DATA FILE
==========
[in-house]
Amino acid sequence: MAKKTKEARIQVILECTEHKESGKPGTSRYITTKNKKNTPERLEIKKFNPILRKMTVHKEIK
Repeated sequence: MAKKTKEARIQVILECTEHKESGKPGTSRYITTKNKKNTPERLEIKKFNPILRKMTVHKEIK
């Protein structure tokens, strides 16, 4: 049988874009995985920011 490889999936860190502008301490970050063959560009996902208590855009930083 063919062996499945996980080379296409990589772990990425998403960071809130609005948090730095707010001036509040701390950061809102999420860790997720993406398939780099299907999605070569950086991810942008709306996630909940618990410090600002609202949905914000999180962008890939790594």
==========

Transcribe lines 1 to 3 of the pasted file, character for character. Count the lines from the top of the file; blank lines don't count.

[in-house]
Amino acid sequence: MAKKTKEARIQVILECTEHKESGKPGTSRYITTKNKKNTPERLEIKKFNPILRKMTVHKEIK
Repeated sequence: MAKKTKEARIQVILECTEHKESGKPGTSRYITTKNKKNTPERLEIKKFNPILRKMTVHKEIK